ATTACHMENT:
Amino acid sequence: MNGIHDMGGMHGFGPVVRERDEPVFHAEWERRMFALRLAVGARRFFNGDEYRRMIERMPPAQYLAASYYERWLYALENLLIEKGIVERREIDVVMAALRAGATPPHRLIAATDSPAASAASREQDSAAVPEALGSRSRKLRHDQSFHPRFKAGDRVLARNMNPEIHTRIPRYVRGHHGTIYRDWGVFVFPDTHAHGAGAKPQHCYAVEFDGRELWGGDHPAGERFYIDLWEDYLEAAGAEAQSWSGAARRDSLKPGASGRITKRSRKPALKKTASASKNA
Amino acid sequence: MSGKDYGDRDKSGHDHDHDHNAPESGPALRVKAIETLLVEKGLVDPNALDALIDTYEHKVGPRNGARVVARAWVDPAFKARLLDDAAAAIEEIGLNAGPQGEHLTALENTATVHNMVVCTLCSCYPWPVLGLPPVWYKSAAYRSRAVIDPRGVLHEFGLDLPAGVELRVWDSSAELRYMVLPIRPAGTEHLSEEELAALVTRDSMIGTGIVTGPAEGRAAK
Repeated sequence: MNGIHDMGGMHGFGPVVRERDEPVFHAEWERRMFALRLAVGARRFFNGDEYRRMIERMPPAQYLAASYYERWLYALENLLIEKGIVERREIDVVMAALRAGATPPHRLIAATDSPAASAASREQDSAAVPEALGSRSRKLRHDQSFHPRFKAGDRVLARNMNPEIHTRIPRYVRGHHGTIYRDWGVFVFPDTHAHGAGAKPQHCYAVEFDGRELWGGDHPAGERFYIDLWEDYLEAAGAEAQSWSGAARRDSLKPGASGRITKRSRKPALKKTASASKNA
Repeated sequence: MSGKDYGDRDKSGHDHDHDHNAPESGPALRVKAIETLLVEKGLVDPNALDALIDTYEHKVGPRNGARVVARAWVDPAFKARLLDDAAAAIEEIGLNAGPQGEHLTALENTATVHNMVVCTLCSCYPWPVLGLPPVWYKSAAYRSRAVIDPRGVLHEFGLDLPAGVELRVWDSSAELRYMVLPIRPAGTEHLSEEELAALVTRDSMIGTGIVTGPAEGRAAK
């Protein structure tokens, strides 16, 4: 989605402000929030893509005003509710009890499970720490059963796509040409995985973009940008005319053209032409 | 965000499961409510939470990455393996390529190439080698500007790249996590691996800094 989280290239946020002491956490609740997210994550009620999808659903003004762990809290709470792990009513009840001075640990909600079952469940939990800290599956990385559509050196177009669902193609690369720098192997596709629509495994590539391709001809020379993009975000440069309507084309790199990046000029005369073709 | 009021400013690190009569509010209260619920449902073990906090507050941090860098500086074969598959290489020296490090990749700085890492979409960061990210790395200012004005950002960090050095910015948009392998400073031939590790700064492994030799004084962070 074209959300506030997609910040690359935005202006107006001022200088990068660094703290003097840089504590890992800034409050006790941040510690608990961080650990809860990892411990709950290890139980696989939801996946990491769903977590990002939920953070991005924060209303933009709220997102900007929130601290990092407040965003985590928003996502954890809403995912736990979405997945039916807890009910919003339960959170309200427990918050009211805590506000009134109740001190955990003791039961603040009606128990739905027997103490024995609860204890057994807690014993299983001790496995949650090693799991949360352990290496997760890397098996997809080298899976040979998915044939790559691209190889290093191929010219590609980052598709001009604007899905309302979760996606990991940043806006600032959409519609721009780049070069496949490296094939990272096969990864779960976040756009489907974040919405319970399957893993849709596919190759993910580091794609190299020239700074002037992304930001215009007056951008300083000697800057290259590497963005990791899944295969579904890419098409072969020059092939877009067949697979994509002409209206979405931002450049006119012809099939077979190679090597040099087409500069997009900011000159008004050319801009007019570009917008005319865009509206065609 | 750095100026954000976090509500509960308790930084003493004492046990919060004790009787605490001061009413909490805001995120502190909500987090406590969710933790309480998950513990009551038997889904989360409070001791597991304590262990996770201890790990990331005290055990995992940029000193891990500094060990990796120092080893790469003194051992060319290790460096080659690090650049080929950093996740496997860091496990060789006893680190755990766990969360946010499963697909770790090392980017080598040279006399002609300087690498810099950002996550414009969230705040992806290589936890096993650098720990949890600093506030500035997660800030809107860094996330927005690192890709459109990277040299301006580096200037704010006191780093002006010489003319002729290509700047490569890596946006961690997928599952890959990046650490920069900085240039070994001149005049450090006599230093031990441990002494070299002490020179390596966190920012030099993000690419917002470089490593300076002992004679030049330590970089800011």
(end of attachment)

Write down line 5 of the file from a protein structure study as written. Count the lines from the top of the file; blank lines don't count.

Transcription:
């Protein structure tokens, strides 16, 4: 989605402000929030893509005003509710009890499970720490059963796509040409995985973009940008005319053209032409 | 965000499961409510939470990455393996390529190439080698500007790249996590691996800094 989280290239946020002491956490609740997210994550009620999808659903003004762990809290709470792990009513009840001075640990909600079952469940939990800290599956990385559509050196177009669902193609690369720098192997596709629509495994590539391709001809020379993009975000440069309507084309790199990046000029005369073709 | 009021400013690190009569509010209260619920449902073990906090507050941090860098500086074969598959290489020296490090990749700085890492979409960061990210790395200012004005950002960090050095910015948009392998400073031939590790700064492994030799004084962070 074209959300506030997609910040690359935005202006107006001022200088990068660094703290003097840089504590890992800034409050006790941040510690608990961080650990809860990892411990709950290890139980696989939801996946990491769903977590990002939920953070991005924060209303933009709220997102900007929130601290990092407040965003985590928003996502954890809403995912736990979405997945039916807890009910919003339960959170309200427990918050009211805590506000009134109740001190955990003791039961603040009606128990739905027997103490024995609860204890057994807690014993299983001790496995949650090693799991949360352990290496997760890397098996997809080298899976040979998915044939790559691209190889290093191929010219590609980052598709001009604007899905309302979760996606990991940043806006600032959409519609721009780049070069496949490296094939990272096969990864779960976040756009489907974040919405319970399957893993849709596919190759993910580091794609190299020239700074002037992304930001215009007056951008300083000697800057290259590497963005990791899944295969579904890419098409072969020059092939877009067949697979994509002409209206979405931002450049006119012809099939077979190679090597040099087409500069997009900011000159008004050319801009007019570009917008005319865009509206065609 | 750095100026954000976090509500509960308790930084003493004492046990919060004790009787605490001061009413909490805001995120502190909500987090406590969710933790309480998950513990009551038997889904989360409070001791597991304590262990996770201890790990990331005290055990995992940029000193891990500094060990990796120092080893790469003194051992060319290790460096080659690090650049080929950093996740496997860091496990060789006893680190755990766990969360946010499963697909770790090392980017080598040279006399002609300087690498810099950002996550414009969230705040992806290589936890096993650098720990949890600093506030500035997660800030809107860094996330927005690192890709459109990277040299301006580096200037704010006191780093002006010489003319002729290509700047490569890596946006961690997928599952890959990046650490920069900085240039070994001149005049450090006599230093031990441990002494070299002490020179390596966190920012030099993000690419917002470089490593300076002992004679030049330590970089800011």